Published on LocalLove by Charlotte D’arcy
By Charlotte D’arcy
When she was just a teenager, Rupal Shah decided she was going to have a career in the theatre. “It just brought me so much joy and motivation—I couldn’t imagine doing anything else,” she says. “When I look back on it, it was about making something with a group of people. I felt this euphoria that came from making something together that none of us could have made on our own.”
After more than a decade working for indie theatres across the city, Shah wanted to take on a more multidisciplinary role and support the broader arts community. As a Strategic Programs Manager at Toronto Arts Council (TAC), she is part of the team that organizes funding programs and strategic partnerships—designing and spearheading innovative programs like the Newcomer and Refugee Artists Mentorship Grant. The grant gives artists on the periphery of Toronto’s arts community the opportunity to work with a more established mentor who can help them navigate the city’s art scene and develop their own network of fellow artists—something many newcomer artists struggle with when they move to Toronto.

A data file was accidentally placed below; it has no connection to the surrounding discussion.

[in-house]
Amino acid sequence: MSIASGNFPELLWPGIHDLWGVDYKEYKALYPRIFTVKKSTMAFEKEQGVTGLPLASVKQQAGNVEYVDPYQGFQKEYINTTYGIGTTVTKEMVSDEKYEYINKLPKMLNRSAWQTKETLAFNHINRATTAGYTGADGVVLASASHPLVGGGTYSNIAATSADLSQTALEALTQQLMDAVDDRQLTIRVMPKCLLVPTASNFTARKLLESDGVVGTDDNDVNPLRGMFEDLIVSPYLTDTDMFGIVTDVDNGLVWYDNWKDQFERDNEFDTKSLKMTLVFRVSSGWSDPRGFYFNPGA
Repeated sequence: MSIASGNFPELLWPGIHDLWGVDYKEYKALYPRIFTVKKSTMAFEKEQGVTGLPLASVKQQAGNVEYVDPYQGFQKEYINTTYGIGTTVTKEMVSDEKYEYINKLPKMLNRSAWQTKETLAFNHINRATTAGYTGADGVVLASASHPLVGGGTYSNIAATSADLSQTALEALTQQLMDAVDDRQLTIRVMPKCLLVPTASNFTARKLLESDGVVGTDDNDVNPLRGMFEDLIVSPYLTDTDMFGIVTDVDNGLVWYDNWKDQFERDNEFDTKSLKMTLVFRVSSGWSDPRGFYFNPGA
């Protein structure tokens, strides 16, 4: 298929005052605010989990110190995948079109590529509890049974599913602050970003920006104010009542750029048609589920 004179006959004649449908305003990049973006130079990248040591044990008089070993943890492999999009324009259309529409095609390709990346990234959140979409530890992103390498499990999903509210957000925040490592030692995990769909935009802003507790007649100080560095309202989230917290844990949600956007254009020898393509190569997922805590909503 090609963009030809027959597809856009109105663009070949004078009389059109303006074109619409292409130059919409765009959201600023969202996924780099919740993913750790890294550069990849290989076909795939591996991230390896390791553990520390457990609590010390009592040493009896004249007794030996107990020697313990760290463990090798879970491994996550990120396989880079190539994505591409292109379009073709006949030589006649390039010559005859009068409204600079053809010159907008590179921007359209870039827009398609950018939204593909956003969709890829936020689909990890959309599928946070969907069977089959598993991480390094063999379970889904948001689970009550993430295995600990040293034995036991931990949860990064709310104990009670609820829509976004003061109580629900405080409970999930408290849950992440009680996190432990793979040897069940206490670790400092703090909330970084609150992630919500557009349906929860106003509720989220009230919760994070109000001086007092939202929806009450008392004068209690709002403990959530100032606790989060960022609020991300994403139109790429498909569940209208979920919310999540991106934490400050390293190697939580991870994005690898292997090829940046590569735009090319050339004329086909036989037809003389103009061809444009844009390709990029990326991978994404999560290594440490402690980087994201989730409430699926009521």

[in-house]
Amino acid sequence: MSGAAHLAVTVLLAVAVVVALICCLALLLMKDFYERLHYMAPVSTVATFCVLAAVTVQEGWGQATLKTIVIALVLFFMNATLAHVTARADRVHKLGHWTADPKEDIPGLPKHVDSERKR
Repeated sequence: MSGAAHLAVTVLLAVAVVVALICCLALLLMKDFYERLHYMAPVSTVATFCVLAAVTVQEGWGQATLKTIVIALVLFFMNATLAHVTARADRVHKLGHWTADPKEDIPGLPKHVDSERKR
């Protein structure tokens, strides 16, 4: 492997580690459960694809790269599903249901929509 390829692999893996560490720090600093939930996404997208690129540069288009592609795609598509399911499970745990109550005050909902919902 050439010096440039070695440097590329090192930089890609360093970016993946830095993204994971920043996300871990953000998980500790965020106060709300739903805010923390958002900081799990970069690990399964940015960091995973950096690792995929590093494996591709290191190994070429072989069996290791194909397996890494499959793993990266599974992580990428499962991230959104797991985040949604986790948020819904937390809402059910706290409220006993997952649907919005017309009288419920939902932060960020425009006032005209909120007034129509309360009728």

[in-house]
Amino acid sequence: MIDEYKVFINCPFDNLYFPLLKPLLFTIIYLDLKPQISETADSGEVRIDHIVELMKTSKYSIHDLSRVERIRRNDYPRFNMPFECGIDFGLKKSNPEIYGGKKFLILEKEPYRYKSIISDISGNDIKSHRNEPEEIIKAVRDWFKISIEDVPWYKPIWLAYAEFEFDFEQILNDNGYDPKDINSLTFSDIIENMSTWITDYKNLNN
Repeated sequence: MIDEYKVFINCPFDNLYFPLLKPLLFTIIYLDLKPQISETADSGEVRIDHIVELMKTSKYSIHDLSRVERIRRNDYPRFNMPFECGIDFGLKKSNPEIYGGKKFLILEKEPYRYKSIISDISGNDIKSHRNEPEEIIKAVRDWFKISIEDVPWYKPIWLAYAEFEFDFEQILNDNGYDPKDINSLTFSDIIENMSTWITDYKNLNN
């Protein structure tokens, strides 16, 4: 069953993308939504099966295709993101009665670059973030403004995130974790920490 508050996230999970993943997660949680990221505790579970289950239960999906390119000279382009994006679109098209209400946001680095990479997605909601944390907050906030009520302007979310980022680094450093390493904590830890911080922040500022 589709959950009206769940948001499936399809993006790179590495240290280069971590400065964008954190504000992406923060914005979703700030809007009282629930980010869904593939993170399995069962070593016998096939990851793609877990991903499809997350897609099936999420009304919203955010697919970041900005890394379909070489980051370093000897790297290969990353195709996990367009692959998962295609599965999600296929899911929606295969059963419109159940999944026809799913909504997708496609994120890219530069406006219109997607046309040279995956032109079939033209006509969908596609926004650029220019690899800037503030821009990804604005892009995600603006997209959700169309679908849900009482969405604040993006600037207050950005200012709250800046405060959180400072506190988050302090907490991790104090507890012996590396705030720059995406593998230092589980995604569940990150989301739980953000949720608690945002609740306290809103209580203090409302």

In the past two years, nearly 50 artists have received the grant, empowering them to practice their art and find a place for themselves in the city’s art scene. Most importantly, it’s supporting artists offering new and unique perspectives on the issues facing the GTA.
We sat down with the current CivicAction DiverseCity Fellow to learn more about why she thinks all artists deserve a seat at the table.
Read the full piece and learn more about Rupal and what she does.